Peace of Mind: Mediatrice’s story, Rwanda
“I was watching when my children were taken away by killers during the genocide,” explains Mediatrice, from Kigali city in Rwanda. “They took them from me and drowned them in the Nyabarongo river.”
The genocide against the Tutsi in 1994 has left deep scars throughout Rwandan society. After the genocide, Mediatrice found it hard to sleep, because when she did she could see the faces of her relatives who had been killed.
When International Alert began working to reconcile communities affected by the genocide, including survivors and perpetrators, Mediatrice and others were understandably skeptical. “At the start of the Urumuri project, we felt that their teachings on unity and reconciliation were unachievable.”
The project delivers mental health support alongside group dialogue and livelihoods initiatives to help strengthen community cohesion and reconciliation in 30 districts in Rwanda.
It is a partnership between International Alert and the national association of trauma counsellors, ARCT-Ruhuka, and is funded by the US Agency for International Development (USAID).
At first, Mediatrice and others resisted the messages. “As the days went on, we finally embraced their messages. On our way to the hall and back home and during the meeting, we had interactions with one another day after day.”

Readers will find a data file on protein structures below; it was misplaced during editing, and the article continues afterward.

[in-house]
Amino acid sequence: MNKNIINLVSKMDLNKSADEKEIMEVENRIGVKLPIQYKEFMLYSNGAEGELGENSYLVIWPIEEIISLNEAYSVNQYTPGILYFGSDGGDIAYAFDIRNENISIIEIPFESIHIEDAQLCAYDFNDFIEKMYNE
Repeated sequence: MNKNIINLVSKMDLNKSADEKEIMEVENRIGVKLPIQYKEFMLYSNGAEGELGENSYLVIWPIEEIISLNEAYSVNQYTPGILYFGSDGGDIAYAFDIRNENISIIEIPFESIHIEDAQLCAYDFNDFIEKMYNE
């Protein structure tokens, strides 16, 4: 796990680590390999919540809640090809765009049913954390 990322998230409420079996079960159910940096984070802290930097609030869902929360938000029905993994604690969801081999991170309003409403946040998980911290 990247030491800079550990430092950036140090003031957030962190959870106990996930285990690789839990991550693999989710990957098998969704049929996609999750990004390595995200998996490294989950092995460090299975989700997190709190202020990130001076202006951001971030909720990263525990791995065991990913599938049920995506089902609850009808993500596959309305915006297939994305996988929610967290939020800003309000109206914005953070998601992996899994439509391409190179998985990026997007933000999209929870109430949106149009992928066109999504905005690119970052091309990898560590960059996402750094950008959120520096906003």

As members of the group shared conversation, food and even money, “I realised we are united,” she says. “It came to a point where they supported me during the wedding of my daughter.”
“We also established a solidarity fund that we used to provide urgent support to people in need. We supported one another with farming activities, where the group tilled the land, planted and carried out weeding together.”
“These served as a forum for continued interactions that led us to healing,” recalls Mediatrice. “Now, we live together in harmony.”
Next year will be the 30th commemoration of the genocide in Rwanda and more people involved in the genocide will be released from prison. It is vital they receive the support needed to successfully reintegrate back into society and reconcile with their neighbours who are still trying to live with the trauma of the past, like Mediatrice.
Mental health and psychosocial support such as that received by Mediatrice is critical to building peace in communities around the world that are suffering the effects of past and current conflict. Our research, Peace of Mind, demonstrates how peacebuilders can effectively incorporate mental health and psychosocial support in their own projects, drawing on lessons from our experience in Rwanda and Tajikistan.